In operation, a high energy electrical pulse having a high voltage and current amplitude is passed via the electrodes 2 and 3 through the bridge 1 which heats very rapidly such that the bridge 1 explodes or bursts. This bursting action causes a shock wave at some pressure P1 to form which passes through the initial layer 5 of the high temperature stable secondary explosive. This initial shock pressure wave P1 is often not highly dependable enough to initiate relatively insensitive secondary high explosives. The shock wave at initial pressure P1 subsequently impinges upon the reflector 7 which has a higher shock wave impedance than the secondary explosive layer 8 and 5 surrounding it. This is illustrated by the graphic relationship of FIG. 2.
The graphical representation of this process shown in FIG. 2 describes the transmission of a shock wave from a low shock impedance material such as the high temperature stable explosive into a material of higher shock wave impedance, namely the reflector 7. The magnitude of the reflected shock wave is now sufficient to cause the initiation of the explosive layer 5. The resulting detonation shock wave propagates around the reflector 7 and initiates the additional explosive in the column 8.
By choosing reflectors having a very high shock impedance such as tungsten, the reflected pressure P2 can be maximized. This is advantageous since the initiation threshold of many secondary explosives is a strong function of the shock pressure passing through the explosive. It should also be noted that if the reflected shock pressure, P2, is not sufficiently strong to cause prompt detonation of the explosive 5, it may be strong enough to allow a deflagration to begin. The deflagration is allowed to propagate around the shock reflector 7 and rapidly build to a detonation. Thus, the shock reflector principle also enhances the reliability of deflagration-to-detonation transition (DDT) devices.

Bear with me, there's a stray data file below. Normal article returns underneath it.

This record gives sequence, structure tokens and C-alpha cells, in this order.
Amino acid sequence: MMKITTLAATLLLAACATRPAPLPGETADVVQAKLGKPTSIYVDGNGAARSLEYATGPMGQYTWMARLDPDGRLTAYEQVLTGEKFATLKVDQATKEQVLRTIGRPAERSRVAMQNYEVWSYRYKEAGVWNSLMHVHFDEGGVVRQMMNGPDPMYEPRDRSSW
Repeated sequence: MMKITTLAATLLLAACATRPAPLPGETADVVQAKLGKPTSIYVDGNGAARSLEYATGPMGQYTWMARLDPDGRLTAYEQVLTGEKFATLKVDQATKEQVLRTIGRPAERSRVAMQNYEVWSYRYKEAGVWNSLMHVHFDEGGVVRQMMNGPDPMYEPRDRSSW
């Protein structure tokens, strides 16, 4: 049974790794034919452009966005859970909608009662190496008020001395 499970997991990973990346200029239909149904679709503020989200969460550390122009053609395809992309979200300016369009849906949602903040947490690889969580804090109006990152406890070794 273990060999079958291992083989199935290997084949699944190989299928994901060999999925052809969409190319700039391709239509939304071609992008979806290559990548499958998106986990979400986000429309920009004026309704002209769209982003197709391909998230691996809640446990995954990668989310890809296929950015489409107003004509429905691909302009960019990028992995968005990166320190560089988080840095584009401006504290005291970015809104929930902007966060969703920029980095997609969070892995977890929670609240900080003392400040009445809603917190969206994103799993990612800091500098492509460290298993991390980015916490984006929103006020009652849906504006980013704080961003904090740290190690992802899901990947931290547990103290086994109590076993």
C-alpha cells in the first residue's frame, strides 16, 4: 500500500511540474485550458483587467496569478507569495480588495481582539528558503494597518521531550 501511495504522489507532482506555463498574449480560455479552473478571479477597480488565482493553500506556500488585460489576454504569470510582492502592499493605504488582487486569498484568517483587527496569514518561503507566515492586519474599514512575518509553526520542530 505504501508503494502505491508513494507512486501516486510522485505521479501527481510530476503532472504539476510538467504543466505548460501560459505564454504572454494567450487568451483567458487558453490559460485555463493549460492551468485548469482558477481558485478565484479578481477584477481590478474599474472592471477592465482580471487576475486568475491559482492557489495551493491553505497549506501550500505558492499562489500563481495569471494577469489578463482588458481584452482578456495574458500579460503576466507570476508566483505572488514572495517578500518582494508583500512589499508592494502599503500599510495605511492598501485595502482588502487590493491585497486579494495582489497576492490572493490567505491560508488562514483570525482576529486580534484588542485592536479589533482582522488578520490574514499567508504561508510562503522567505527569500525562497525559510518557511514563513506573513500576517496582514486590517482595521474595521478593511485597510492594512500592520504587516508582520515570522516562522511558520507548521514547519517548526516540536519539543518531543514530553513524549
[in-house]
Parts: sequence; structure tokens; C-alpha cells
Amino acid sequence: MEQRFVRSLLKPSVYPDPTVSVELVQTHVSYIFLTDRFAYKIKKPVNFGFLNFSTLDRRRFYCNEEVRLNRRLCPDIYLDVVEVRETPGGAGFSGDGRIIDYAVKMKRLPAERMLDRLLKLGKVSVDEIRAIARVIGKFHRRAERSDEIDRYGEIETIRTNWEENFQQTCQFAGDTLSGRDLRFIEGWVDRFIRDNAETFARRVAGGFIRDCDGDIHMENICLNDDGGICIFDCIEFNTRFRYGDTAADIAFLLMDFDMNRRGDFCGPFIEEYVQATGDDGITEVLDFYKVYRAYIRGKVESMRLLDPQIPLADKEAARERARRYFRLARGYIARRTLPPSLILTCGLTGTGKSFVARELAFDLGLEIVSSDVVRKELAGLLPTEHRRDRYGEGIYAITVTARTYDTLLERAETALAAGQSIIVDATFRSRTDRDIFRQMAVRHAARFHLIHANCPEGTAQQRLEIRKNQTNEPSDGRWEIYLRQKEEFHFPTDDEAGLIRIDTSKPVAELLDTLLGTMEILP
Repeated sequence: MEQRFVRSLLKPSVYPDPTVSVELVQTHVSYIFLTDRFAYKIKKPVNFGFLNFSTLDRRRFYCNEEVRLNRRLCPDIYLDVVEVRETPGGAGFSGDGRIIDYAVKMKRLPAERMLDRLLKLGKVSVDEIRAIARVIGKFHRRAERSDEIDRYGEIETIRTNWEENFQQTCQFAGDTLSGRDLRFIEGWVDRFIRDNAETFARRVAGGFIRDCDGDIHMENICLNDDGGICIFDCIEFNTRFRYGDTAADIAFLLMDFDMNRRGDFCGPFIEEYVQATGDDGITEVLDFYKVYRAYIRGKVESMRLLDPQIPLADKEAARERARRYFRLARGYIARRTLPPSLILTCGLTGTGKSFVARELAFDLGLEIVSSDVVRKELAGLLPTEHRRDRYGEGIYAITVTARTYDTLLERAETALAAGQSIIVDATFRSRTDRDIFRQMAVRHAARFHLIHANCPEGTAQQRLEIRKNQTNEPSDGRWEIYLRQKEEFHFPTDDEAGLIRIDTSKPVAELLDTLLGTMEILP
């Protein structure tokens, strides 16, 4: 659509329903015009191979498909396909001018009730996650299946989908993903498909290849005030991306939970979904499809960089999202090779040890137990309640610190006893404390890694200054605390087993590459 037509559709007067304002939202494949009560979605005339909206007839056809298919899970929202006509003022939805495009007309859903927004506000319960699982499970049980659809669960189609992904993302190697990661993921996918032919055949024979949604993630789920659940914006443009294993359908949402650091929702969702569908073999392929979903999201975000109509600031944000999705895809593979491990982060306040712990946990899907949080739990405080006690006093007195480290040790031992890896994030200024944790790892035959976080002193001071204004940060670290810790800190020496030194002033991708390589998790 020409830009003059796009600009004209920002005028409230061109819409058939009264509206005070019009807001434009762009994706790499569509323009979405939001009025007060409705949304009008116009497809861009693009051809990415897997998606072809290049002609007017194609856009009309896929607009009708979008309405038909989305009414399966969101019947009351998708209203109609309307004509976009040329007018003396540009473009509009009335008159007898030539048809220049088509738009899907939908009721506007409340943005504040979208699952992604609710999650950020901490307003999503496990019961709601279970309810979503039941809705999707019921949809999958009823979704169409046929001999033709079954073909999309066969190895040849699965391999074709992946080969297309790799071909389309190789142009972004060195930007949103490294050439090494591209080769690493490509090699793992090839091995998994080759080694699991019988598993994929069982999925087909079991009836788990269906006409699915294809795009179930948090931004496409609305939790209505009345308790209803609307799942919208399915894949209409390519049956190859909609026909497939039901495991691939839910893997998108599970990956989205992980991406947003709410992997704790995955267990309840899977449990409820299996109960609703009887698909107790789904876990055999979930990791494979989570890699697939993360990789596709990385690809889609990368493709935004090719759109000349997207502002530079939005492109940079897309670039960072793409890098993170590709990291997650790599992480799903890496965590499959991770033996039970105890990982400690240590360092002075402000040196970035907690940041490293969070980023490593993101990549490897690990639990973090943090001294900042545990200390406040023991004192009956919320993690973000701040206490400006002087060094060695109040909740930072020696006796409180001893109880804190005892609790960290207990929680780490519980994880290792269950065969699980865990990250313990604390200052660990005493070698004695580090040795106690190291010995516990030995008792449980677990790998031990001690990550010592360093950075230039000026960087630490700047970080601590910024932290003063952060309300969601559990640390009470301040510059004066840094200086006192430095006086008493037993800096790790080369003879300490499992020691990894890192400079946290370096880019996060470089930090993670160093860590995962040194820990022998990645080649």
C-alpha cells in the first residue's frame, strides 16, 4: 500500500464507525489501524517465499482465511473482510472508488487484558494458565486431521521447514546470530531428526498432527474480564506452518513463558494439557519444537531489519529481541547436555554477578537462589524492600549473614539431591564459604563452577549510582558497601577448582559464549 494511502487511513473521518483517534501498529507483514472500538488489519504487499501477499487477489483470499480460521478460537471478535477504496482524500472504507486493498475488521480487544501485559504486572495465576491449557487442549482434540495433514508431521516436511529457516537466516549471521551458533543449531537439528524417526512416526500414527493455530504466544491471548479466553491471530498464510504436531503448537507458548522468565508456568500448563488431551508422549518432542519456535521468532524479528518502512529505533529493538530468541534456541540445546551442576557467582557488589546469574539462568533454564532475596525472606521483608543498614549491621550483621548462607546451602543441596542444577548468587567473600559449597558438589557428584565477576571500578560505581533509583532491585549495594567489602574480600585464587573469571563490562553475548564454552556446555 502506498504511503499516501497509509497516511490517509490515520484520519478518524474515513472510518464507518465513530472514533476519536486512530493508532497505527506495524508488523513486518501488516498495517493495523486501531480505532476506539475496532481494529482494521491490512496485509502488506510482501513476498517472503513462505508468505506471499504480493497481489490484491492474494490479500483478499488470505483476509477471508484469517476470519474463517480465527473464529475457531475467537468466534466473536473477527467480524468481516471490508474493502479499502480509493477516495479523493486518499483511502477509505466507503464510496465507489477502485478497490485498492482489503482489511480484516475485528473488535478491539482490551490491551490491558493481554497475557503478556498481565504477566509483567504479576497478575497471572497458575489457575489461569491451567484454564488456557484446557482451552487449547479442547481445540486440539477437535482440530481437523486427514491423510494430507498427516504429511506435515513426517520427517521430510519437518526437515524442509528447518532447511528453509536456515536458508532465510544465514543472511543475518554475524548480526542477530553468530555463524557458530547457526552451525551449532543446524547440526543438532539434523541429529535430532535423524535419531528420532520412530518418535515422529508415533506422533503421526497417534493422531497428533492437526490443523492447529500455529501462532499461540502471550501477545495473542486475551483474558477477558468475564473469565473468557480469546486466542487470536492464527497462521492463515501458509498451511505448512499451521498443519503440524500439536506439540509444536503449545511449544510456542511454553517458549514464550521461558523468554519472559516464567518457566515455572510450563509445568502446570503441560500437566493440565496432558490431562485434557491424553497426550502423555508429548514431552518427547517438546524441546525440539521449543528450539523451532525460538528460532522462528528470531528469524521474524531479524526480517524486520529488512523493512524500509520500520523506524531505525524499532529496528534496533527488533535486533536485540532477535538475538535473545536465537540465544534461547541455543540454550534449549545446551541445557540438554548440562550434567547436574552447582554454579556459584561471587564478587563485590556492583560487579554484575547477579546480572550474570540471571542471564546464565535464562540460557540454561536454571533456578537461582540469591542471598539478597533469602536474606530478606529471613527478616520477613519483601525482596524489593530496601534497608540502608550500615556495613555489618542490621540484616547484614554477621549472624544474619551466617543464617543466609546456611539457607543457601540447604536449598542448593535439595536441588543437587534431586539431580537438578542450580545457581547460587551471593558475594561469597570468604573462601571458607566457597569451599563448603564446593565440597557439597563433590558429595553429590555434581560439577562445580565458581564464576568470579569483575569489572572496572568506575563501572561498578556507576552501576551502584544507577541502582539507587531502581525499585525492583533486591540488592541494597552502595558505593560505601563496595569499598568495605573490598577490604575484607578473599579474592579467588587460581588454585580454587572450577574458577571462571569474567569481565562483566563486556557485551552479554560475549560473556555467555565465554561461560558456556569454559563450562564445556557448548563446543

Experimentation has shown the exploding bridge detonator design hereinbefore described to be reliable. Typical dimensions for the bridge 1 could be a flat copper bridge wire 0.010 inches width by 0.053 inches in length. A stainless steel or tungsten reflector 0.030 inches thick can be spaced approximately 0.08 inches above the flat bridge wire. The density of the relatively high temperature stable secondary explosive is approximately 0.7 grams per cubic centimeter.
The foregoing description may make other alternative embodiments of the invention apparent to those of skill in the art. It is therefore the aim of the appended claims to cover all such changes and modifications as fall within the true spirit and scope of the invention.
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|International Classification||E21B43/1185, F42B3/12|
|Cooperative Classification||F42B3/124, E21B43/1185|
|European Classification||E21B43/1185, F42B3/12D|
|Sep 14, 1987||AS||Assignment|
Owner name: HALLIBURTON COMPANY, DUNCAN, OKLAHOMA, A DE. CORP.
Free format text: ASSIGNMENT OF ASSIGNORS INTEREST.;ASSIGNORS:JOHNSON, JAMES O.;BARKER, JAMES M.;REID, STARLIN M.;REEL/FRAME:004789/0942;SIGNING DATES FROM 19870904 TO 19870908
Owner name: HALLIBURTON COMPANY, DUNCAN, OKLAHOMA, A CORP.,DE
Free format text: ASSIGNMENT OF ASSIGNORS INTEREST;ASSIGNORS:JOHNSON, JAMES O.;BARKER, JAMES M.;REID, STARLIN M.;SIGNING DATES FROM 19870904 TO 19870908;REEL/FRAME:004789/0942
|Apr 17, 1992||FPAY||Fee payment|
Year of fee payment: 4
|Apr 4, 1996||FPAY||Fee payment|
Year of fee payment: 8
|Dec 20, 1999||FPAY||Fee payment|
Year of fee payment: 12